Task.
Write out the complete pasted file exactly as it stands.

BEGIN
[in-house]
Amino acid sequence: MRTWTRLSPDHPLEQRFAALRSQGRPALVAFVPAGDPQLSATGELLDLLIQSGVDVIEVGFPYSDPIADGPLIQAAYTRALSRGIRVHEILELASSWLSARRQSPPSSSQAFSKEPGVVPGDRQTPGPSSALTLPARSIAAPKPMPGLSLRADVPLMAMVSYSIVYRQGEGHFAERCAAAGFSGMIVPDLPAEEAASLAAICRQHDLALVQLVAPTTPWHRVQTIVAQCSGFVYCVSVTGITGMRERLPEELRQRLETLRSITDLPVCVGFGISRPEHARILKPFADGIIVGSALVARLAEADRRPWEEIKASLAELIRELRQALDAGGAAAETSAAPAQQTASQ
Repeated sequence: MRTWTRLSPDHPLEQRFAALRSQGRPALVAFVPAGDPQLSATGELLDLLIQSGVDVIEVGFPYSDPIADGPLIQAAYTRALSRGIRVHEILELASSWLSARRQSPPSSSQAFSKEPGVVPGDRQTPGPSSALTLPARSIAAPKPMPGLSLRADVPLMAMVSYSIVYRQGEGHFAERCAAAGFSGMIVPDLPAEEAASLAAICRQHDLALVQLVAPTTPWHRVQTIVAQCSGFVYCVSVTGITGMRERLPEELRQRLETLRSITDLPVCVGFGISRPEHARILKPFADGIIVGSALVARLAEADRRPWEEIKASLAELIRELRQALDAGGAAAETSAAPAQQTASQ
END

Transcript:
[in-house]
Amino acid sequence: MRTWTRLSPDHPLEQRFAALRSQGRPALVAFVPAGDPQLSATGELLDLLIQSGVDVIEVGFPYSDPIADGPLIQAAYTRALSRGIRVHEILELASSWLSARRQSPPSSSQAFSKEPGVVPGDRQTPGPSSALTLPARSIAAPKPMPGLSLRADVPLMAMVSYSIVYRQGEGHFAERCAAAGFSGMIVPDLPAEEAASLAAICRQHDLALVQLVAPTTPWHRVQTIVAQCSGFVYCVSVTGITGMRERLPEELRQRLETLRSITDLPVCVGFGISRPEHARILKPFADGIIVGSALVARLAEADRRPWEEIKASLAELIRELRQALDAGGAAAETSAAPAQQTASQ
Repeated sequence: MRTWTRLSPDHPLEQRFAALRSQGRPALVAFVPAGDPQLSATGELLDLLIQSGVDVIEVGFPYSDPIADGPLIQAAYTRALSRGIRVHEILELASSWLSARRQSPPSSSQAFSKEPGVVPGDRQTPGPSSALTLPARSIAAPKPMPGLSLRADVPLMAMVSYSIVYRQGEGHFAERCAAAGFSGMIVPDLPAEEAASLAAICRQHDLALVQLVAPTTPWHRVQTIVAQCSGFVYCVSVTGITGMRERLPEELRQRLETLRSITDLPVCVGFGISRPEHARILKPFADGIIVGSALVARLAEADRRPWEEIKASLAELIRELRQALDAGGAAAETSAAPAQQTASQ